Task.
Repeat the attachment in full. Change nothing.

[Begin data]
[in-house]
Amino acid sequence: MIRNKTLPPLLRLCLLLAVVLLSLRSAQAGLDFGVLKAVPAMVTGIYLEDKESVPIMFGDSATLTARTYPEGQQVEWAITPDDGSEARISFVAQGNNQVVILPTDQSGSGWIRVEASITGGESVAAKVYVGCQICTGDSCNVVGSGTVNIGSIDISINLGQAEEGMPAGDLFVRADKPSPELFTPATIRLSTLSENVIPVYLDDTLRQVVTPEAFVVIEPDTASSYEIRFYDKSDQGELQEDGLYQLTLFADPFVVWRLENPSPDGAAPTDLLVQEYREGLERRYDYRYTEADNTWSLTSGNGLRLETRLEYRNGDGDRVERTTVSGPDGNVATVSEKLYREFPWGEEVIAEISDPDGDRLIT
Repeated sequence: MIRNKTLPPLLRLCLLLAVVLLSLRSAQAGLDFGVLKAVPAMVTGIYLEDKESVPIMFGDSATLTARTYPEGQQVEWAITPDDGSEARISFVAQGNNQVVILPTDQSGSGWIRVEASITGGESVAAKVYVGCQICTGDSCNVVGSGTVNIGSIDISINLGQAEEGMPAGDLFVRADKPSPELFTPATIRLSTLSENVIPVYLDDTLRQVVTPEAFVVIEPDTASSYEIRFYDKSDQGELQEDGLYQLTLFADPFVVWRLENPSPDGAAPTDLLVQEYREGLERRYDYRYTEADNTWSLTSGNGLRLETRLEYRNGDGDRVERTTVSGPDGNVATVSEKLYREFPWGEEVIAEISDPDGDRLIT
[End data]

[in-house]
Amino acid sequence: MIRNKTLPPLLRLCLLLAVVLLSLRSAQAGLDFGVLKAVPAMVTGIYLEDKESVPIMFGDSATLTARTYPEGQQVEWAITPDDGSEARISFVAQGNNQVVILPTDQSGSGWIRVEASITGGESVAAKVYVGCQICTGDSCNVVGSGTVNIGSIDISINLGQAEEGMPAGDLFVRADKPSPELFTPATIRLSTLSENVIPVYLDDTLRQVVTPEAFVVIEPDTASSYEIRFYDKSDQGELQEDGLYQLTLFADPFVVWRLENPSPDGAAPTDLLVQEYREGLERRYDYRYTEADNTWSLTSGNGLRLETRLEYRNGDGDRVERTTVSGPDGNVATVSEKLYREFPWGEEVIAEISDPDGDRLIT
Repeated sequence: MIRNKTLPPLLRLCLLLAVVLLSLRSAQAGLDFGVLKAVPAMVTGIYLEDKESVPIMFGDSATLTARTYPEGQQVEWAITPDDGSEARISFVAQGNNQVVILPTDQSGSGWIRVEASITGGESVAAKVYVGCQICTGDSCNVVGSGTVNIGSIDISINLGQAEEGMPAGDLFVRADKPSPELFTPATIRLSTLSENVIPVYLDDTLRQVVTPEAFVVIEPDTASSYEIRFYDKSDQGELQEDGLYQLTLFADPFVVWRLENPSPDGAAPTDLLVQEYREGLERRYDYRYTEADNTWSLTSGNGLRLETRLEYRNGDGDRVERTTVSGPDGNVATVSEKLYREFPWGEEVIAEISDPDGDRLIT